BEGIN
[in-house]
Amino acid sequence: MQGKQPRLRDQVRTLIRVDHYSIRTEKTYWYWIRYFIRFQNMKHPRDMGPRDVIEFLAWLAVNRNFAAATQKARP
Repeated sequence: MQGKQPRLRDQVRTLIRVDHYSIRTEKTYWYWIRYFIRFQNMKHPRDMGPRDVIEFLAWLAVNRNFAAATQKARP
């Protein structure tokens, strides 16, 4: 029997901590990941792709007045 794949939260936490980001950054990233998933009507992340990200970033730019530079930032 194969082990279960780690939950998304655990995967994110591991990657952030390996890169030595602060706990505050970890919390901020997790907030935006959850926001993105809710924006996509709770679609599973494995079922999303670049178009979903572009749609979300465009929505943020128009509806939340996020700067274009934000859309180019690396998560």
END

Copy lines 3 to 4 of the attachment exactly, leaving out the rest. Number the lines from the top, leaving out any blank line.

Repeated sequence: MQGKQPRLRDQVRTLIRVDHYSIRTEKTYWYWIRYFIRFQNMKHPRDMGPRDVIEFLAWLAVNRNFAAATQKARP
């Protein structure tokens, strides 16, 4: 029997901590990941792709007045 794949939260936490980001950054990233998933009507992340990200970033730019530079930032 194969082990279960780690939950998304655990995967994110591991990657952030390996890169030595602060706990505050970890919390901020997790907030935006959850926001993105809710924006996509709770679609599973494995079922999303670049178009979903572009749609979300465009929505943020128009509806939340996020700067274009934000859309180019690396998560």